In terms of “not decentralised enough”... the only bits which aren’t decentralised are the node which hosts your account, and (currently) the mapping DB of email/msisdn to matrix IDs. The latter is being fixed by the community currently; the former is harder but due to be worked on next year (hopefully solved by the time the Librem5 ships).
In terms of briar: it’s a great project, and perhaps it will surpass Matrix in time. But right now the battery and bandwidth requirements of running a full p2p stack on the client - as well as all the missing features you list, are a showstopper. It’s also not really set up as an open protocol/specification; just a library and app.
So, Matrix is probably the best bet for now. And we’re counting on evolving at the current rate or faster over the next year in the lead up to the Librem5 shipping.
Push notifications via GCM or APN all also centralized, correct?
What do you see as taking the place of GCM or APN on the Librem 5 phone? I currently use Riot on a device with neither (5 minute polling) and the experience as an instant messaging application isn't as good as an Android/iOS device.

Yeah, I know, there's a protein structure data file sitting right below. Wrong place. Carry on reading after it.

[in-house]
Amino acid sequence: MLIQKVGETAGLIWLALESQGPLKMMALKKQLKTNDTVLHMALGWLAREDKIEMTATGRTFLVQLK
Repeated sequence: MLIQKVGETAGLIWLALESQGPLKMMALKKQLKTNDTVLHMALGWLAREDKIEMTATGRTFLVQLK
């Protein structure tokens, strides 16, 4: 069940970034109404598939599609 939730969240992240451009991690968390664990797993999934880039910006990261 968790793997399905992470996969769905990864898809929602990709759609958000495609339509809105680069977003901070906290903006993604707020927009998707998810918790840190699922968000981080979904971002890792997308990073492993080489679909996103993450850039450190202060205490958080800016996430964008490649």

If matrix moved toward pond style metadata protection I would make the effort to move my social graph on to it and probably support it financially.
As is, I don't see the value proposition of matrix. I am genuinely curious what it is. An update to xmpp?
Is it that it is going to be encrypted AND federated? Many popular apps now support default encryption so that isn't much of a selling point. Conversations is federated and is not getting traction the way signal has. Being federated has benefits but they are sort of theoretical and aren't high on most people's list of concerns. Further the value proposition of federated systems is attenuated by it's downsides (slow evolution).
Meanwhile people get killed based on metadata. Seems like a more urgent problem to tackle.